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Silicon Valley VCs are tripping over themselves to hire biotech experts

  • Silicon Valley funds are looking to hire partners with a medical background.
  • Health-technology might be a hot opportunity, which is attracting billions of dollars in investment, but it's highly complex.

Eric Schmidt, chairman of Alphabet Inc.
David Paul Morris | Bloomberg | Getty Images
Eric Schmidt, chairman of Alphabet Inc.

Silicon Valley VC funds are realizing they need to hire investors with medical backgrounds to make good bets in the multi-trillion health market.

Much of this hiring is happening quietly, but sources said that Andreessen Horowitz has quietly expanded its bio fund led by Vijay Pande (a rare example of an investor with a background in medicine and tech); Menlo Ventures is looking for investors with a biotech background; and CRV recently made a hire for its bio-engineering fund run by tech investor George Zachary.

Eric Schmidt's fund Innovation Endeavors recently publicly posted a job for "someone who lives in the intersection of life sciences and computer science."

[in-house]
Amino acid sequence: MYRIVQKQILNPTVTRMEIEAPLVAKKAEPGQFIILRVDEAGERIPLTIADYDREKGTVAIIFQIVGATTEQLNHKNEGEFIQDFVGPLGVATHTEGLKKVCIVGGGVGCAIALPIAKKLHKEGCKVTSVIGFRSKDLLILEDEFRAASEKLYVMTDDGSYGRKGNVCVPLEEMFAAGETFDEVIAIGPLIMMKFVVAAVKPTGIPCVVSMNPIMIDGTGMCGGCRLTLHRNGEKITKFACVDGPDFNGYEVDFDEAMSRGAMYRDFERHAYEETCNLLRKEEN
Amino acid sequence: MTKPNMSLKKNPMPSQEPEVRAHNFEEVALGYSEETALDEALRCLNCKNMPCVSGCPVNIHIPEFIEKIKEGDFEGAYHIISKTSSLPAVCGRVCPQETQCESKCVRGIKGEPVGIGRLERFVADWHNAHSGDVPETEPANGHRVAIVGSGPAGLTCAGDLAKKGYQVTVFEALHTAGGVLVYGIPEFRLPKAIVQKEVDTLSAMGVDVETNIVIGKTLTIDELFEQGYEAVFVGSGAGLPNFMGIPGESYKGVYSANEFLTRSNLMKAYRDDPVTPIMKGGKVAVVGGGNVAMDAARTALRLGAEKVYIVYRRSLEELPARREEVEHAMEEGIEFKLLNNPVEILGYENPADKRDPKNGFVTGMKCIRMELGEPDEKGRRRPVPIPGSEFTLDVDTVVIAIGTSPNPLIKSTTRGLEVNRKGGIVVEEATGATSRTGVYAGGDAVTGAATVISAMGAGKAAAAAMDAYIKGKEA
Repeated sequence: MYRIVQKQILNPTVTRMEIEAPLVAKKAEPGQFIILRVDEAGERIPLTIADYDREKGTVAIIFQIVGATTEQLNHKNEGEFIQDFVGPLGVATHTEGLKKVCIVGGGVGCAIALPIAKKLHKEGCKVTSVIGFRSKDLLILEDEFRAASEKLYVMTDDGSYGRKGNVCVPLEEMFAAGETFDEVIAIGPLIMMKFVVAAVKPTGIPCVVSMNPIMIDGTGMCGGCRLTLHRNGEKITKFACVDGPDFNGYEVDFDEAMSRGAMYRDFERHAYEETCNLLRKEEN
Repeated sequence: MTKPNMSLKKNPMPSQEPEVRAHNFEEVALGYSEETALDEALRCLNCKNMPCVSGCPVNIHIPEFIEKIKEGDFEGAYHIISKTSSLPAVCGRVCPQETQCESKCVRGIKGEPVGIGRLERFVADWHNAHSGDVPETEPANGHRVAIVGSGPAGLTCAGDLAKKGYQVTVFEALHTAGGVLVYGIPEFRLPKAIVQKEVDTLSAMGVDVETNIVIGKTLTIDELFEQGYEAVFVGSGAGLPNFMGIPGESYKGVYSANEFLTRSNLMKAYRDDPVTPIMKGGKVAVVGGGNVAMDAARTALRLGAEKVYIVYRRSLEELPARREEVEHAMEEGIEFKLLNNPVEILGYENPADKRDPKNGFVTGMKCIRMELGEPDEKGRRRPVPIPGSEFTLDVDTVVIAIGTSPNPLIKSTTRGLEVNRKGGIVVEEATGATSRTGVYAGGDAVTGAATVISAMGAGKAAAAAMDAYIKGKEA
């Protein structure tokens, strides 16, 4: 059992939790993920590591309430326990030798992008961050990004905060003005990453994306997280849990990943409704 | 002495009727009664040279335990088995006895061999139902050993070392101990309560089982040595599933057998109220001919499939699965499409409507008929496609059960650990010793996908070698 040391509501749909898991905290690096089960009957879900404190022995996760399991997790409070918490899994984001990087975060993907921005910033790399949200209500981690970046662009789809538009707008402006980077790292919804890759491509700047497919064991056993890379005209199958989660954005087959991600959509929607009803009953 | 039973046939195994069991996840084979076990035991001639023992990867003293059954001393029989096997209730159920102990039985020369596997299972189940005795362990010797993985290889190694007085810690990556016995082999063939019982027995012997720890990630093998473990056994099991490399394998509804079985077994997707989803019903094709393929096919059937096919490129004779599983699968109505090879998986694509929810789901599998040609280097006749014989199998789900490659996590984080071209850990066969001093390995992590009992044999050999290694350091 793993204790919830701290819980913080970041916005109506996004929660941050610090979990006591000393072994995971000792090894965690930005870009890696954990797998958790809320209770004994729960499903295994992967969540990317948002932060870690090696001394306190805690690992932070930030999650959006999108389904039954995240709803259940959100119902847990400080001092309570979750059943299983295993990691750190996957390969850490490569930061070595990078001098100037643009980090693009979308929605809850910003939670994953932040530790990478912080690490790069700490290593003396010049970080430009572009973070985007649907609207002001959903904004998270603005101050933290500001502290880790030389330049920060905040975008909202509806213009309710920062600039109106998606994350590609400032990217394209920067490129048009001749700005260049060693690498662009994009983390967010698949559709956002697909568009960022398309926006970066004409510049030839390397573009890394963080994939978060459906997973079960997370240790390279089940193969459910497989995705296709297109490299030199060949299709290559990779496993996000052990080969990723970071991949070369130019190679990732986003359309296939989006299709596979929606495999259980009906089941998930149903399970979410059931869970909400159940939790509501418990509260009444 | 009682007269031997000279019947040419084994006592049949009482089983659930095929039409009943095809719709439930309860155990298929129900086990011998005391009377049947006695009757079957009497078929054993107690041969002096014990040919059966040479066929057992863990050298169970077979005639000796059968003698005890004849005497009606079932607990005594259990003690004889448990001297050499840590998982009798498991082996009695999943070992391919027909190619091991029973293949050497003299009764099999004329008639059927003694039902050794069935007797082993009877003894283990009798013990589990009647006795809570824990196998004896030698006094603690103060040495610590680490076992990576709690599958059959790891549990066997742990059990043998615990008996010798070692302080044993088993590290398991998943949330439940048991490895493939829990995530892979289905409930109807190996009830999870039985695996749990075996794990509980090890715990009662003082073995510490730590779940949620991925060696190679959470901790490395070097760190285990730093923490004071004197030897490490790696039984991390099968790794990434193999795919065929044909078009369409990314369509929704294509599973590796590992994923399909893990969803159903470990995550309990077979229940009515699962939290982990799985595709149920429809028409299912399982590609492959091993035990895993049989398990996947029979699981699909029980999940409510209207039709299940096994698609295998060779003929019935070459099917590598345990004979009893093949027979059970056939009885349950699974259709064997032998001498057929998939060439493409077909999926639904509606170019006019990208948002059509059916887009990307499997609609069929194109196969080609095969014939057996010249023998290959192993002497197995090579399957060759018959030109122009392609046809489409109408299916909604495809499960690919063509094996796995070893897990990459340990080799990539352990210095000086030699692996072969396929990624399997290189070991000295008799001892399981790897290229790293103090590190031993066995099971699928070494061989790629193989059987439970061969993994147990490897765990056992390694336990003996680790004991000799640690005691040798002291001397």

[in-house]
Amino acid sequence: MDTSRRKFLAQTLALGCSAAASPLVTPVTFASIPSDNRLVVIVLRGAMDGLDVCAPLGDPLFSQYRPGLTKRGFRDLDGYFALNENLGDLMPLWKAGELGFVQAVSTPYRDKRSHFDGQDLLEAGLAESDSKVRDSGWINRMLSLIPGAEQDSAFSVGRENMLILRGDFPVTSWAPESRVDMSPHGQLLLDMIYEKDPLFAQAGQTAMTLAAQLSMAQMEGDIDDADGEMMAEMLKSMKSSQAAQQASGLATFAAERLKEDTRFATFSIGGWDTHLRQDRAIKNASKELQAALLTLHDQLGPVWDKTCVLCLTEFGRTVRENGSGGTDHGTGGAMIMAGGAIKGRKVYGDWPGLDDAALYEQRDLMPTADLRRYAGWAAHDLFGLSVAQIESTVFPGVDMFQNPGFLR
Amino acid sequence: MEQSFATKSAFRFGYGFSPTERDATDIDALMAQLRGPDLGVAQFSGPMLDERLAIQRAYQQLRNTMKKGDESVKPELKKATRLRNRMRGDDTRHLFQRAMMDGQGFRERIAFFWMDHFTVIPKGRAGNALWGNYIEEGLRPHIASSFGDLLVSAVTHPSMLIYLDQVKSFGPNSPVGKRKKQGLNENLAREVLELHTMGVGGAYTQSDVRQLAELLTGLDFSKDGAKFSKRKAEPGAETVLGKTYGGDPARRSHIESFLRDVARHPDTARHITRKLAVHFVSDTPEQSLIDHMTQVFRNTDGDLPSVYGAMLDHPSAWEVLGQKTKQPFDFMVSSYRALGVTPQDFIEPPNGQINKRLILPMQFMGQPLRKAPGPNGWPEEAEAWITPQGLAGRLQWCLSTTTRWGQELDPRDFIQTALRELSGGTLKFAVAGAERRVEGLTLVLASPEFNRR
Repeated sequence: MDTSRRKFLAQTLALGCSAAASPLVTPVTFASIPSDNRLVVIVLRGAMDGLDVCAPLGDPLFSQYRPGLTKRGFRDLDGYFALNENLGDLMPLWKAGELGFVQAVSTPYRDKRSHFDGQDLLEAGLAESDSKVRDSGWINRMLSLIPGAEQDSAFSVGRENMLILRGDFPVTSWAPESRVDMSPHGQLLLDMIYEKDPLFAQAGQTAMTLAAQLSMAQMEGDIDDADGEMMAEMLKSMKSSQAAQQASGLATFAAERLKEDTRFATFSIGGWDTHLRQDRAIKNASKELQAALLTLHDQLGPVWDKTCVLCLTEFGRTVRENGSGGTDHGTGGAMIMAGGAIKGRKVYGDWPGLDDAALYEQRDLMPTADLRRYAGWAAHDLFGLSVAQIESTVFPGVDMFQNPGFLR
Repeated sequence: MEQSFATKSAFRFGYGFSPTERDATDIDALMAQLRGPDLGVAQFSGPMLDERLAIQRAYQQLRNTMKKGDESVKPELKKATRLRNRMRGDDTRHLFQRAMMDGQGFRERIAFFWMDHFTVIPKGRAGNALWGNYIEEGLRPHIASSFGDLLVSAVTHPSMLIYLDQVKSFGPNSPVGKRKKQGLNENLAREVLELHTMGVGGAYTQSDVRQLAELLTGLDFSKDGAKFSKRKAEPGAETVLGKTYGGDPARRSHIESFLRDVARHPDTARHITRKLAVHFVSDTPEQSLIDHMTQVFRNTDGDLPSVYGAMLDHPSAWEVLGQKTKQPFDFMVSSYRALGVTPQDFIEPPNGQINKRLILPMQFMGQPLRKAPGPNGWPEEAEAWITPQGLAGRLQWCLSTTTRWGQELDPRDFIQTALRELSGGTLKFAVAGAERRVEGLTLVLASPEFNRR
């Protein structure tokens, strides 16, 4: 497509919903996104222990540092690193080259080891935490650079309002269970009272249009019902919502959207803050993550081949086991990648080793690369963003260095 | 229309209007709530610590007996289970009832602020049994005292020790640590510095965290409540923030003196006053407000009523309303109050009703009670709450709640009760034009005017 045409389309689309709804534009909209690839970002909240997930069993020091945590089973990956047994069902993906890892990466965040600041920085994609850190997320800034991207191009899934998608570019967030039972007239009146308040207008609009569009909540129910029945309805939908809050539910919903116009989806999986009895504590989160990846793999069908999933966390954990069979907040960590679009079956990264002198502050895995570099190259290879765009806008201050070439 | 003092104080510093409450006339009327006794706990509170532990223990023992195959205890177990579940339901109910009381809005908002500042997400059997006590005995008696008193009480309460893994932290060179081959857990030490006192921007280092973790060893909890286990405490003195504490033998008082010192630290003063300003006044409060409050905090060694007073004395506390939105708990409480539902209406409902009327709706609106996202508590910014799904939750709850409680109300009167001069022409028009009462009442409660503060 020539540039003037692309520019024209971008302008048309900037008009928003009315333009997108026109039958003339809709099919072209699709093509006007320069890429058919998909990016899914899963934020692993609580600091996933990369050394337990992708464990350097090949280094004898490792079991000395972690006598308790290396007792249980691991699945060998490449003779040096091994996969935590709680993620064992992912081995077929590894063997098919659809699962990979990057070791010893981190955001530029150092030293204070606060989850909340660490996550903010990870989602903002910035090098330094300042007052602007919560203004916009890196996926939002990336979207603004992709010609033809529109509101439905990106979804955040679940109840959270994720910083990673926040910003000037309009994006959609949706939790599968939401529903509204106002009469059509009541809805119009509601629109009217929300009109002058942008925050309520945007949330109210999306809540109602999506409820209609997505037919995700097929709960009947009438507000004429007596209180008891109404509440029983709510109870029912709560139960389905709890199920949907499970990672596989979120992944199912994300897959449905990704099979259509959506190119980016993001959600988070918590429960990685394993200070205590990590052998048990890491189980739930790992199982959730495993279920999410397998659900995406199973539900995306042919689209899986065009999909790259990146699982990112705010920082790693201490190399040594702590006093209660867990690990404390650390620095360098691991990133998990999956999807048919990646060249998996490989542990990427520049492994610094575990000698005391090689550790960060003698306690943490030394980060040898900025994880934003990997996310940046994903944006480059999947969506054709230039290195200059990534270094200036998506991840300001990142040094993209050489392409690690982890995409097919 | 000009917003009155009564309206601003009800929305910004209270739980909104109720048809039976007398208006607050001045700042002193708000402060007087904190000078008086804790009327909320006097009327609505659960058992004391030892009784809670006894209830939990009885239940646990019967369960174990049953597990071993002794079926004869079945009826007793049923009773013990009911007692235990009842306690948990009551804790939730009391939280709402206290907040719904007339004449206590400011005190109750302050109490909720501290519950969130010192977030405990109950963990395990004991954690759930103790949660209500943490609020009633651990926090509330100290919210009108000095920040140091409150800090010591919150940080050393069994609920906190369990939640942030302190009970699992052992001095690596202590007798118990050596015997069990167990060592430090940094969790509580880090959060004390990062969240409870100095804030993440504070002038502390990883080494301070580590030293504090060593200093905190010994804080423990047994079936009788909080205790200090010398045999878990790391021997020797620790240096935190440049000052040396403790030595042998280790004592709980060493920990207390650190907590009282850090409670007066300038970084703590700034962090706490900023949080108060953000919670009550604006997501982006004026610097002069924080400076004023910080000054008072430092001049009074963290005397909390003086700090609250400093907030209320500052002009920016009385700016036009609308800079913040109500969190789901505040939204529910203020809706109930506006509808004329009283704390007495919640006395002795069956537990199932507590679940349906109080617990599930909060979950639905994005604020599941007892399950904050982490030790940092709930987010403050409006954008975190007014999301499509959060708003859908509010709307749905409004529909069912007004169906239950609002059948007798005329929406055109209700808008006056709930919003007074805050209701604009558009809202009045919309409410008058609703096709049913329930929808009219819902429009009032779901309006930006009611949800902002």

"I've heard of a lot of (Silicon Valley) firms looking for PhDs and MDs; folks with health care backgrounds and computational biologists," said Ambar Bhattacharyya, a health investor with Maverick Ventures.

Health-tech is the new hot space for Silicon Valley investors, who see opportunities to give the gigantic health sector a "Silicon Valley-style overhaul." But after some missteps, including Theranos, many investors are realizing that it's a highly complex area, which requires extensive consulting with medical experts or bringing them in-house.

According to the venture fund Rock Health, venture financing in the space reached $4.2 billion, with genetics, analytics and wearables among the most popular areas for technology investors.

Sand Hill Road firms Andreessen Horowitz and Khosla Ventures were among the most prolific investors in 2016, Rock Health found.

Some biotech investors have expressed concerns about uneducated investors in the space, if they don't do their due diligence. In some cases, these investors are driving up valuations for promising biotech companies to Internet-company levels.

"I hope that (new) backers understand that patients' lives are at stake," said Alexis Borisy, a biotech-focused partner with Third Rock Ventures, told us recently.